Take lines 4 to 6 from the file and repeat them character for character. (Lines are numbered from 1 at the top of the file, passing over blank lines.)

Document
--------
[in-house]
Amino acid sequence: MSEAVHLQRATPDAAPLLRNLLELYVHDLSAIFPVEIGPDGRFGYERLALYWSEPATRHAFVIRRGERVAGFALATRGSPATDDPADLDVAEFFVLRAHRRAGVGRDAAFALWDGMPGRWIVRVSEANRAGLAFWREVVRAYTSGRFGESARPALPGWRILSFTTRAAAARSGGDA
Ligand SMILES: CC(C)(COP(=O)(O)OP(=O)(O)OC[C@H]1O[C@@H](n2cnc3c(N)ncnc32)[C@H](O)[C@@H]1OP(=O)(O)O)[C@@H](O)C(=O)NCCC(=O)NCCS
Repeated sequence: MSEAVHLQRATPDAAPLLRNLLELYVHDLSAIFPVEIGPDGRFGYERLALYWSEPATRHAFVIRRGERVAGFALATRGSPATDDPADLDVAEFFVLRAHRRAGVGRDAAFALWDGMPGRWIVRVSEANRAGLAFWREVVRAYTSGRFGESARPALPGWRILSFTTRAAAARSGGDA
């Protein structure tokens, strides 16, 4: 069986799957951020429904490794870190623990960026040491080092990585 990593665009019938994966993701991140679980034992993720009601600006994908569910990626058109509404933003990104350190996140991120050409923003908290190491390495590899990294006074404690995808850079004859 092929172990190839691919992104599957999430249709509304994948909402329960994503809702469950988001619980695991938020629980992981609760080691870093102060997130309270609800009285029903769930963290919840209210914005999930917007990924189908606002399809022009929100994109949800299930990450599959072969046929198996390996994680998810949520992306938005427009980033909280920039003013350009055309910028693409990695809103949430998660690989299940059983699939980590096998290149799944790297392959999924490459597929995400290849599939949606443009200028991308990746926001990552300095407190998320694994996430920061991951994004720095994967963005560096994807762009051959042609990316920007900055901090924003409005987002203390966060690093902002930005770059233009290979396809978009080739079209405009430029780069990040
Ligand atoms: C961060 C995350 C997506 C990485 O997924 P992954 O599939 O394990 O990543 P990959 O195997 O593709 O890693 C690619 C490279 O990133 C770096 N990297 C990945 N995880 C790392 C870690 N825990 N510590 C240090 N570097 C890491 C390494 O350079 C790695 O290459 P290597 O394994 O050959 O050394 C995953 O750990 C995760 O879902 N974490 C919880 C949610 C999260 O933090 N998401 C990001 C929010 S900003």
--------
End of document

Repeated sequence: MSEAVHLQRATPDAAPLLRNLLELYVHDLSAIFPVEIGPDGRFGYERLALYWSEPATRHAFVIRRGERVAGFALATRGSPATDDPADLDVAEFFVLRAHRRAGVGRDAAFALWDGMPGRWIVRVSEANRAGLAFWREVVRAYTSGRFGESARPALPGWRILSFTTRAAAARSGGDA
């Protein structure tokens, strides 16, 4: 069986799957951020429904490794870190623990960026040491080092990585 990593665009019938994966993701991140679980034992993720009601600006994908569910990626058109509404933003990104350190996140991120050409923003908290190491390495590899990294006074404690995808850079004859 092929172990190839691919992104599957999430249709509304994948909402329960994503809702469950988001619980695991938020629980992981609760080691870093102060997130309270609800009285029903769930963290919840209210914005999930917007990924189908606002399809022009929100994109949800299930990450599959072969046929198996390996994680998810949520992306938005427009980033909280920039003013350009055309910028693409990695809103949430998660690989299940059983699939980590096998290149799944790297392959999924490459597929995400290849599939949606443009200028991308990746926001990552300095407190998320694994996430920061991951994004720095994967963005560096994807762009051959042609990316920007900055901090924003409005987002203390966060690093902002930005770059233009290979396809978009080739079209405009430029780069990040
Ligand atoms: C961060 C995350 C997506 C990485 O997924 P992954 O599939 O394990 O990543 P990959 O195997 O593709 O890693 C690619 C490279 O990133 C770096 N990297 C990945 N995880 C790392 C870690 N825990 N510590 C240090 N570097 C890491 C390494 O350079 C790695 O290459 P290597 O394994 O050959 O050394 C995953 O750990 C995760 O879902 N974490 C919880 C949610 C999260 O933090 N998401 C990001 C929010 S900003």